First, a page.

We left Massachusetts behind us, traveled through the teeny piece of New Hampshire that touches the coast, and drove into Maine! Ah, Maine. Upon entering the state, the sign by the road says, "Maine, how life should be," and we agree. We found a great restaurant/brewery called Gritty McDuffs in Freeport and felt instantly at home. Having no idea where we were going to sleep that night, we thought we’d put off the decision a little longer and stopped into the L.L.Bean flagship store (open 24 hours, 7 days a week for your shopping convenience). Talk about paradise! You can never have enough camping gear.

We did end up eventually leaving the store in the wee hours and thanks to the nice ladies at the checkout counter drove a few minutes out of town to a campground on the coast. The site is on a working farm and once the car had been turned off, and the silence enveloped us, we heard the most disturbing sound. It was like a haunted séance of lost souls off in the woods. We didn’t know what to make of it, and after spending some time in Salem, our nerves were a little frazzled. Was it the Blair witch? Dinosaur zombies on the march? We finally figured out it was cows, mooing, but unlike any mooing cows we’d ever heard. This was the cow tabernacle choir. And they kept it up all night! Luckily this disturbing sound was drowned out but the rain that began pouring in the middle of the night. Our tent that had barely had a chance to dry from the last rain we got out on the Cape was now dowsed again. We needed a bigger tarp.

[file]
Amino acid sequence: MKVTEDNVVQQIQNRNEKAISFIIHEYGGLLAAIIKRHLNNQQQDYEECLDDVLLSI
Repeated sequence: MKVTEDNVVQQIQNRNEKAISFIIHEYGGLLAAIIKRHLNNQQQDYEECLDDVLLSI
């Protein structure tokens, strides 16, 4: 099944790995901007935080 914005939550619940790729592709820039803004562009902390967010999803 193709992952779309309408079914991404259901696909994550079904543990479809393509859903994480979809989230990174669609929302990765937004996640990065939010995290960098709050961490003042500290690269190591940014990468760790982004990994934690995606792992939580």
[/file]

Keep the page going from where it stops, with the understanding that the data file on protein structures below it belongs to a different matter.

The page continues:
In the mooing, sorry, morning we packed up our wet things and ventured once again into Freeport. Freeport is anything but. It’s a string of outlet stores masquerading as a town, all clean and friendly like Disneyland. We felt the irresistible pull once again of L.L. Bean. Then we were sucked into Patagonia, tossed into the North Face, and swirled around Timberland for a while. It was like that old Greek myth about the whirlpool that traps weary sailors. We were under the spell of the town and we couldn’t escape.

I don’t know what finally snapped, but we were spit out the other side and decided to drive north while we were free. Our heads cleared and we got some fresh air in our lungs at the Pemaquid Point Lighthouse. Here the coast is all glacier-scarred rocks raking the sea, and stubby pine trees used to standing up to North Atlantic winters. It’s rugged and it’s beautiful.

We pitched our tent north of Camden at Camden Hills State Park, then found some quality chowder ("chowdah," as the locals say) at Cappy’s in town. Camden in a post card of a town with shops on Main Street and lobster pounds on the docks. Fall colors light up the trees around the protected harbor that looks out onto the many islands dotting the coast. At night in our campsite the stars shone down on us, peeking through perfect little star-sized gaps between the leaves.